When a company is organized around itself, it's impossible to produce a unified customer experience. Silos ensure content inconsistency and make it impossible for an organization to speak with one voice. That's because marketers working in isolation from customer support have no idea why customers call the help hotline. The training department creates content without any involvement from the documentation team. And the technical support staff has no idea what the folks in sales are communicating to prospects.

But, when a company recognizes that the content it creates – regardless of who created it or for what purposes – has a direct impact on customer experience, silos come down. Content creators start to think strategically. Old models are discarded. Collaboration becomes the norm. Customers notice.

If your organization isn't able to provide a unified customer experience, chances are you are a victim of what content strategy guru Ann Rockley calls "the content silo trap". Here are a few steps you can take to overcome this communication obstacle.

Step one: Admit you have a problem

Much the same as a 12-step program for – let’s say – Alcoholics Anonymous, the first step to creating a unified customer experience strategy involves admitting that you have a problem. Recognizing the problem involves taking an honest look at the way everyone in your organization creates content. And, it involves understanding the experience of your prospects and customers at every stage of the customer journey.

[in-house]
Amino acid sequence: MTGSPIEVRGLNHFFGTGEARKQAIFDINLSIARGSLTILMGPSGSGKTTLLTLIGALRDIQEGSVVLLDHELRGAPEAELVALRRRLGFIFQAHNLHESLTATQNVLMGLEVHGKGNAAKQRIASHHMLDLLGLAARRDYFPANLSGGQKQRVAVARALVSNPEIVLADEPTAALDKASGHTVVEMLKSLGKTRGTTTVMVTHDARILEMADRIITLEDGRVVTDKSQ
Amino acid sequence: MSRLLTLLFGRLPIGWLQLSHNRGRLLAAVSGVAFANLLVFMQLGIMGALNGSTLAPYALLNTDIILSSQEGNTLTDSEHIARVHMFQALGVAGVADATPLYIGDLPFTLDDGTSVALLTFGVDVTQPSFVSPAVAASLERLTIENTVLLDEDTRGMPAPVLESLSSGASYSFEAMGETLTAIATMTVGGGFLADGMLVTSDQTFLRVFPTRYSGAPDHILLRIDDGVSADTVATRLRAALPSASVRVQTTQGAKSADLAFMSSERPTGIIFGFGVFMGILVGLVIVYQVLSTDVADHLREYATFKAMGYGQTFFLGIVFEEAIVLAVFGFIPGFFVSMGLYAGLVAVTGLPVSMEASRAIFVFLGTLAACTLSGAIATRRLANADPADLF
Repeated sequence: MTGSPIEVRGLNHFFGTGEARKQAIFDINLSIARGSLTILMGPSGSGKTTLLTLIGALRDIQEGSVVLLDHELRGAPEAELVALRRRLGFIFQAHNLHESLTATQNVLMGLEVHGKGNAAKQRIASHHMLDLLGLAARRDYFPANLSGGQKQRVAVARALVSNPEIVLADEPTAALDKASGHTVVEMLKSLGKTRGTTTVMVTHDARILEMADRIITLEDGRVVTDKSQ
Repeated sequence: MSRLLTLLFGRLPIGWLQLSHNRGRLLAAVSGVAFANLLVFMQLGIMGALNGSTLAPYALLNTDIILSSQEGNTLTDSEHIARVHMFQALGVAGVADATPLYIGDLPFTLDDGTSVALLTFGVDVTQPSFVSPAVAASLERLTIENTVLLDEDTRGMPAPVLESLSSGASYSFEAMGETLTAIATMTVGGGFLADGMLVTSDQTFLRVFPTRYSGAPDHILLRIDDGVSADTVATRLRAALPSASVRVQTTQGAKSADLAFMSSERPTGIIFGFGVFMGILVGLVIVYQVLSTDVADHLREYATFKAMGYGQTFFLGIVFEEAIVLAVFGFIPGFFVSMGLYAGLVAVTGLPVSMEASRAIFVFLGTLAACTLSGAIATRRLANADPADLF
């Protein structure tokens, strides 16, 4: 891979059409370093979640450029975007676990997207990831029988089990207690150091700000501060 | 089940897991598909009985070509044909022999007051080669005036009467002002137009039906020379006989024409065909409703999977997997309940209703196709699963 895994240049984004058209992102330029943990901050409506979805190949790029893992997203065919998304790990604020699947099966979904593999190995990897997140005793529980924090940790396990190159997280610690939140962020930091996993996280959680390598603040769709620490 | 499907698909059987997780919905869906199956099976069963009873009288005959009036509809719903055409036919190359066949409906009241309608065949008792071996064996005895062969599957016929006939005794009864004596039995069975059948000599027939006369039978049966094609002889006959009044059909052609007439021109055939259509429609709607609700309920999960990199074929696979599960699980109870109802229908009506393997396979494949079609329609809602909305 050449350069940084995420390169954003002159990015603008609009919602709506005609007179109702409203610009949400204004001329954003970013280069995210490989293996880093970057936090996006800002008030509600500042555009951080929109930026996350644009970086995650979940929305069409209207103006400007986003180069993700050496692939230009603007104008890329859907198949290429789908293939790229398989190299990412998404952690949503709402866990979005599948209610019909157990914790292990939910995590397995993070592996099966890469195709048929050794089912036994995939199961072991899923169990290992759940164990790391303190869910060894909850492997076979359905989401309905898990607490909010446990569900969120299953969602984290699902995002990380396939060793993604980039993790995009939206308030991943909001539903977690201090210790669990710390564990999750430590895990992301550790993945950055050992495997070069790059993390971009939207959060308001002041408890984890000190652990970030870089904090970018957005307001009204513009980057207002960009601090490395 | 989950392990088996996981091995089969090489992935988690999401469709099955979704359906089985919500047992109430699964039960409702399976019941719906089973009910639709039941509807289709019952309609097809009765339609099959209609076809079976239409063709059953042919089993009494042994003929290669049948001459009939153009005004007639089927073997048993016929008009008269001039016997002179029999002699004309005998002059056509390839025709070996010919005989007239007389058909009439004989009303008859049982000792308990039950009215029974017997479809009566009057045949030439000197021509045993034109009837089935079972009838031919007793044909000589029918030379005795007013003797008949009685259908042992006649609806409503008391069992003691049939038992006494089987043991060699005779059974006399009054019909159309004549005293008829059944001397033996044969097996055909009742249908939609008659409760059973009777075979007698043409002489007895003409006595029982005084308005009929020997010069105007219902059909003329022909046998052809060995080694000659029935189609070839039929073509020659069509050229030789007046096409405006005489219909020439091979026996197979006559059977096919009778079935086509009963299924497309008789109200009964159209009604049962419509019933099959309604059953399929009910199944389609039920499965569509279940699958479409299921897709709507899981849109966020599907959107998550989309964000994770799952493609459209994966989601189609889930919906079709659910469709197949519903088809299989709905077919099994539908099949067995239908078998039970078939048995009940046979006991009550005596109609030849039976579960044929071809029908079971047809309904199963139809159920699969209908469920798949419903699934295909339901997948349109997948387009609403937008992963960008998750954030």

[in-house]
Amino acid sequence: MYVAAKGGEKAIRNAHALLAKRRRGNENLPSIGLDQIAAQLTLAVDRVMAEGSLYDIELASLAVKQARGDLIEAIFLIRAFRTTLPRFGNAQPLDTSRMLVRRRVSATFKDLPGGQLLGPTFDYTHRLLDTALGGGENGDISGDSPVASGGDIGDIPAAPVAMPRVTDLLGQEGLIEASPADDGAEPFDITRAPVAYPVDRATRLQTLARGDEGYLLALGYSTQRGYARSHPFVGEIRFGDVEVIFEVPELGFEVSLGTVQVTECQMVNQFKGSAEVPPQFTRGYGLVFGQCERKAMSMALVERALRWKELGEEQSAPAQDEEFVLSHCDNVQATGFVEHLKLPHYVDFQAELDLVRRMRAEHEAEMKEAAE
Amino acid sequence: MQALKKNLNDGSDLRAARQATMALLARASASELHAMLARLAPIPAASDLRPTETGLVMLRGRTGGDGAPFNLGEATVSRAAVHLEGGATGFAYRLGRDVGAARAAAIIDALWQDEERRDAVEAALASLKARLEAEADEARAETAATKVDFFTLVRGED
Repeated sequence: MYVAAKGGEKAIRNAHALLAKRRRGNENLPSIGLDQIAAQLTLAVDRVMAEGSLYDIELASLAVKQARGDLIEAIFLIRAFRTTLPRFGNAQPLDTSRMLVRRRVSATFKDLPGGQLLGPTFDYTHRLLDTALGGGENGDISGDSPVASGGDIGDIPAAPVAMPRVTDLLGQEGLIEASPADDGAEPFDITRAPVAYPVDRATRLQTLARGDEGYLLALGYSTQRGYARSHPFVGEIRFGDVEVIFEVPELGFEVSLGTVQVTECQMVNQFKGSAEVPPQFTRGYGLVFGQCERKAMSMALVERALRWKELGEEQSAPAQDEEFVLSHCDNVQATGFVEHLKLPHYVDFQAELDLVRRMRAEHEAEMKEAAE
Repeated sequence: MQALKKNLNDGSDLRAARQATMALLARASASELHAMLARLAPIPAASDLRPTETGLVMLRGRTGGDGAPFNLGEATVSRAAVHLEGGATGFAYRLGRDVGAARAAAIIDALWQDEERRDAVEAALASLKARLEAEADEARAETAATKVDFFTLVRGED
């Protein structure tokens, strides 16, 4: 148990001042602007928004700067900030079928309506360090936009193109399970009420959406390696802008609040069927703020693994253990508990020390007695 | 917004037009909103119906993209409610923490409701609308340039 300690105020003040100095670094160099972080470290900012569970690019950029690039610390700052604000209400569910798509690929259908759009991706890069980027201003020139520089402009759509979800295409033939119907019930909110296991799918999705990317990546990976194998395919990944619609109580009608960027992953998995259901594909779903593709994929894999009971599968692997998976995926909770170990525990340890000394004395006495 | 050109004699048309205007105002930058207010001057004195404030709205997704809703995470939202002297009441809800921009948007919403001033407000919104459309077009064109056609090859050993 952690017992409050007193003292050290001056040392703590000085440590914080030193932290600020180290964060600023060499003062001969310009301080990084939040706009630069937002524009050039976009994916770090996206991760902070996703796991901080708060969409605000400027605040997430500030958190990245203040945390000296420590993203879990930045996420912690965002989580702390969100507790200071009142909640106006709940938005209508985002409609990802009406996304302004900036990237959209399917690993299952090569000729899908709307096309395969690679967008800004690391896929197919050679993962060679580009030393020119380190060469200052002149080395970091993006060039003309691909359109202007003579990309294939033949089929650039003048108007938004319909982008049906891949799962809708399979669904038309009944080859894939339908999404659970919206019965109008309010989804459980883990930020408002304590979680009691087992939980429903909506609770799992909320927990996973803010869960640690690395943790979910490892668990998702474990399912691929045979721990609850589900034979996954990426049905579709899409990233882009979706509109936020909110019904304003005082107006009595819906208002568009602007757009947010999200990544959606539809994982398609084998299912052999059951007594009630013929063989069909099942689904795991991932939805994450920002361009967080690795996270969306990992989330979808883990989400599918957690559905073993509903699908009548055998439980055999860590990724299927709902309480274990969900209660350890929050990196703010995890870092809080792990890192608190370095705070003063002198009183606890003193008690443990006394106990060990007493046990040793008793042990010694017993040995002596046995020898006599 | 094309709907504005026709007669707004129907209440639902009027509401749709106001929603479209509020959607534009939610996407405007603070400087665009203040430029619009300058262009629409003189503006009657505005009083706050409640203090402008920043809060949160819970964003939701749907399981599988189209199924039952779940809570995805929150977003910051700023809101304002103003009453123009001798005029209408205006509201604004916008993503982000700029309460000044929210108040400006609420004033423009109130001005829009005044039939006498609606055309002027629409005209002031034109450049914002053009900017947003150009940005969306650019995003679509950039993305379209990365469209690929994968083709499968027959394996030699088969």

Action: Put it in writing. Admit that you have a problem. Spell out why you believe it exists and what the implications of not solving it might be. Make sure to capture both the problems you believe are caused by content silos and the estimated financial impact on the organization.

Step two: Take an honest look

Take an honest look at your content production processes. If you do, what you're likely to find is that most everyone tries to create the best content possible; content they believe your prospects and customers want and need. They do so with the best of intentions. But, they do so in isolation from – and differently than – everyone else in the company who is creating content for exactly the same prospects and customers.

If you take the time to look a little closer, especially with help from a knowledgeable and experienced outsider, you'll find that the people who create customer-facing content in your organization do so using different approaches, rationales, models, and personas. They may use different – and incompatible – authoring software, content management systems, and other tools. They may even hoard content, making it difficult for others in your organization to easily find and repurpose it.

You may also find that content creators (and their managers) are rewarded for completing work on time and on budget, instead of being rewarded for working smarter. Content creators may not be empowered to work with others in meaningful ways. And, department managers may be fearful of stepping outside the existing corporate hierarchy. Instead, they may be focused on protecting their turf (and their jobs).

Action: Hire a qualified specialist with experience in taking a critical look at the way organizations create, manage, and deliver content. An external, process-oriented content strategy expert will ask the right questions; challenge your assumptions; measure your efficiency; identify process bottlenecks, unnecessary technology hurdles, and, manual tasks that would be better performed by machine.

Step three: Enlist the help of a champion who can influence organizational change